Sixth Form student Surya Vijayanand has created a life-sized skeleton as part of his A Level artwork.
“The theme was ‘Fractured’,” Surya explains. “I wanted to explore the idea of deconstructing objects and transforming them into something new. The Art department had an old, redundant piano and upon opening it, I felt inspired by the arrangement of the keys, strings and hammers. These, to me, looked like the ribcage and vertebral column of a human skeleton and so I decided to take it apart and build a life-sized one.”
The entire skeleton is made from the internal components of the piano. The keys make up the bones; the strings, the nervous system; and the hammers make up the spinal cord, hands and feet.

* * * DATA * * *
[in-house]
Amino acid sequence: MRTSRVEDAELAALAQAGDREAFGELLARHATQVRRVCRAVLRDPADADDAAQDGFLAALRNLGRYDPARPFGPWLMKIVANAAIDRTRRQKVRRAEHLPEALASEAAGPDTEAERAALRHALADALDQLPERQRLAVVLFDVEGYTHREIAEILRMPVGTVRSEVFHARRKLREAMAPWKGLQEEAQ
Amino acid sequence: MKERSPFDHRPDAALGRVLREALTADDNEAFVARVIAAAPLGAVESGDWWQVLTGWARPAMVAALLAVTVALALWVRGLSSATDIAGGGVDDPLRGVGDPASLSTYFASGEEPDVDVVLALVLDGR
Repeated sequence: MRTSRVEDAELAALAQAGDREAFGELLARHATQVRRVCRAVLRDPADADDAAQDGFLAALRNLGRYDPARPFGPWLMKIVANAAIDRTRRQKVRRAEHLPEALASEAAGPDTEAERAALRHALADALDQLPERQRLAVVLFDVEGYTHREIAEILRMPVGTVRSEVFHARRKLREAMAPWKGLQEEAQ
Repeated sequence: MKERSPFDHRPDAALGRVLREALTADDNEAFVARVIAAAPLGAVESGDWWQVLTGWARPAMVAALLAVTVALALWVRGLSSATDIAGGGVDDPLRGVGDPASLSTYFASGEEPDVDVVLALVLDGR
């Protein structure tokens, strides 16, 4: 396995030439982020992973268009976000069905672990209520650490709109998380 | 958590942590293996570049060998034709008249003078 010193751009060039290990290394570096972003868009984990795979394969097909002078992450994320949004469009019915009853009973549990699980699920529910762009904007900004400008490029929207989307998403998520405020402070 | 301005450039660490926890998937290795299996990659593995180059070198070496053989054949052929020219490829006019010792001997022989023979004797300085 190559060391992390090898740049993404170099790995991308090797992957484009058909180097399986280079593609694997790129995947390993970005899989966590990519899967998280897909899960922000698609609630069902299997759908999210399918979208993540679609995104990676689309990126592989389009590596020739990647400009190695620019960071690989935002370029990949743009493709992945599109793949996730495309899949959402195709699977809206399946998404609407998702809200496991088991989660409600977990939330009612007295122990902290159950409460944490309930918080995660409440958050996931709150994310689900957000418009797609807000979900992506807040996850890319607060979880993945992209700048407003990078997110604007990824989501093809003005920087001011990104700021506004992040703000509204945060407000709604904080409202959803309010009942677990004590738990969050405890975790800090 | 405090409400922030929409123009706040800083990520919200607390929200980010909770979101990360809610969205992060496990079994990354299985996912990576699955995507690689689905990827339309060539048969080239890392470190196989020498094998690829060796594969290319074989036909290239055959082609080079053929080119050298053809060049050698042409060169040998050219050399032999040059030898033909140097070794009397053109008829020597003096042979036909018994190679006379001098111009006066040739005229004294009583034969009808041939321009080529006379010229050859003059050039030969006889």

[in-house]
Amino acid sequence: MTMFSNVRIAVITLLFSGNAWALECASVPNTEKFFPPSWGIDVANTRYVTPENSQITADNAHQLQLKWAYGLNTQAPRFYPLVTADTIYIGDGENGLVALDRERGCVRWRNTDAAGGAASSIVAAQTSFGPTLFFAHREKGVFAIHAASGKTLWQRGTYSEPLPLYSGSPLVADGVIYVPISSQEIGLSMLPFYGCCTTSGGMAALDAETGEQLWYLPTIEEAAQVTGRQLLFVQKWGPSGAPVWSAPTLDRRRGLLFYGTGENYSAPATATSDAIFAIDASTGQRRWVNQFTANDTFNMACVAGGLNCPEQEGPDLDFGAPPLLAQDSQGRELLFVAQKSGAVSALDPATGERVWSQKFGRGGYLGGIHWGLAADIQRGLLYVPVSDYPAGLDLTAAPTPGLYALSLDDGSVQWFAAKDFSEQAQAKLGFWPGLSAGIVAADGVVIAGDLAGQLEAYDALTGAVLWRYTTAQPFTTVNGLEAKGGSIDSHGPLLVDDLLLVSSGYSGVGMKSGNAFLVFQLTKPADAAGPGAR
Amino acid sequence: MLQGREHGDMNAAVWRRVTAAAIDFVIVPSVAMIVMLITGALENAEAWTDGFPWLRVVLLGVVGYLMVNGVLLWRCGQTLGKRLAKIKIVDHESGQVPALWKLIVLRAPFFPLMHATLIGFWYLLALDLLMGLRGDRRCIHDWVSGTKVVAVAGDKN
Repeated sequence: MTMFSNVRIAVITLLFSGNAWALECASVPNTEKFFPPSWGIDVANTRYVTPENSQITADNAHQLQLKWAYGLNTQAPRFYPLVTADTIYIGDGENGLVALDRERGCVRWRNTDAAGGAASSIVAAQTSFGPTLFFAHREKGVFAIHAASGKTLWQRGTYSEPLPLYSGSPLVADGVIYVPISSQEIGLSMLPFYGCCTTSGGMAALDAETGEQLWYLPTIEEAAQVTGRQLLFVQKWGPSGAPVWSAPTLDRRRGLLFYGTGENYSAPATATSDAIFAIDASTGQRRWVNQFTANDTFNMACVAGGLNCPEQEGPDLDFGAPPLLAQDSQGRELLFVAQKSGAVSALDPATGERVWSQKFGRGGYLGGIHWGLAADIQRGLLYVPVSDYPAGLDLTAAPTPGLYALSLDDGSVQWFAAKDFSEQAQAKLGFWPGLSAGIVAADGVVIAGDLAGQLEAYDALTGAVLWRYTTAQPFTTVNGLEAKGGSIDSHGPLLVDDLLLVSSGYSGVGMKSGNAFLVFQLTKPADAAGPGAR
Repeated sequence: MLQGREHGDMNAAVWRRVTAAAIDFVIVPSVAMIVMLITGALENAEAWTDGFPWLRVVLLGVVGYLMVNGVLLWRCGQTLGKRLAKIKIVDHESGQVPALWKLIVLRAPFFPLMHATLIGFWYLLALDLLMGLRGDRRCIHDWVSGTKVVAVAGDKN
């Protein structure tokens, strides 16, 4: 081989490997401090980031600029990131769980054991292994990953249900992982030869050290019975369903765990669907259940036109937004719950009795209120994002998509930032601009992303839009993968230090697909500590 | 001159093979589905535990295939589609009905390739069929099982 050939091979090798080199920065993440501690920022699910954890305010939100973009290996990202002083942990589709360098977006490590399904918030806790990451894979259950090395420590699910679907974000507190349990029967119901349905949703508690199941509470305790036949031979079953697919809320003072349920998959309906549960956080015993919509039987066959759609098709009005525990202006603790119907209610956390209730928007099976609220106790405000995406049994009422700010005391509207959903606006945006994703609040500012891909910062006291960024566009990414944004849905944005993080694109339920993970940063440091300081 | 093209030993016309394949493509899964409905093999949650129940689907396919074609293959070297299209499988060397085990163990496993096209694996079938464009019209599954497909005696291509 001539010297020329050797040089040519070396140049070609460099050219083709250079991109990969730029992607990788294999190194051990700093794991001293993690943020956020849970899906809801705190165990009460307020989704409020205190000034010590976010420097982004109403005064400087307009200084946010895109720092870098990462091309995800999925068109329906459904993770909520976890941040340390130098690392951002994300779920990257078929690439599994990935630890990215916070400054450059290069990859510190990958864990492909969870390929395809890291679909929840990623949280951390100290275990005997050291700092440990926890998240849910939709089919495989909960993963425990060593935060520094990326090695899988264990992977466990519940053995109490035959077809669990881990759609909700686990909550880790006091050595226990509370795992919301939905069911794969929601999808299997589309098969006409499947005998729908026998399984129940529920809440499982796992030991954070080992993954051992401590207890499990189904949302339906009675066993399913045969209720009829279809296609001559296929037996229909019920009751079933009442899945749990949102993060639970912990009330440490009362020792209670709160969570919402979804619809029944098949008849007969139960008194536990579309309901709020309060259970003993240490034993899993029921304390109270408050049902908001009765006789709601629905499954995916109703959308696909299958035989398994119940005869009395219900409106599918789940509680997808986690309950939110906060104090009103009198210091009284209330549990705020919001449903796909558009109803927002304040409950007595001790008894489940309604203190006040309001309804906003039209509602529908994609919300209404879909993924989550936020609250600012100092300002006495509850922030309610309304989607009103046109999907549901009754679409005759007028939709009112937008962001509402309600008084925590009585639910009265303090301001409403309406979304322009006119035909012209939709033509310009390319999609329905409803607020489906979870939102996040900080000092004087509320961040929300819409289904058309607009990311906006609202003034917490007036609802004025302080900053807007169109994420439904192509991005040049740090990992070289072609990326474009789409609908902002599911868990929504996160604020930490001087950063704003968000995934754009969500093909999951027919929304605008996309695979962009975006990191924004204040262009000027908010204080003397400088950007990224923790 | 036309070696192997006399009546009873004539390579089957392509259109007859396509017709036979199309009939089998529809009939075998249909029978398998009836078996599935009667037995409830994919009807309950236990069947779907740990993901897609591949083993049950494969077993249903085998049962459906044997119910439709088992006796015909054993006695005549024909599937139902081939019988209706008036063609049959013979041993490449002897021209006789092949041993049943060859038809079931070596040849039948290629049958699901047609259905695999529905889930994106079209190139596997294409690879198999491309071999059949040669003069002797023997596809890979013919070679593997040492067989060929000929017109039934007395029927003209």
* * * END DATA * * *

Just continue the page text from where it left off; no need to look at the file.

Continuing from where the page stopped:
Surya explains that he broke the construction process down into individual body parts beginning at the spinal cord, making it as rigid and sturdy as possible to support the weight of the rest of the body. He then moved onto the ribcage, each of the limbs and, finally, the skull. He then used the strings to replicate a rough representation of the nervous system.
“As I started taking things apart, I discovered tiny mechanisms that I didn’t even know existed and I realised just how complex the engineering behind this instrument was,” he adds.
Surya hopes to pursue Design Engineering at Imperial College, London in the future.
A bright future awaits, Surya; what a fantastic achievement!
“I felt inspired by the arrangement of the keys, strings and hammers. These to me looked like the ribcage and vertebral column of a human skeleton. I decided to take it apart and build a life-sized one.”
Surya Vijayanand, Sixth Form
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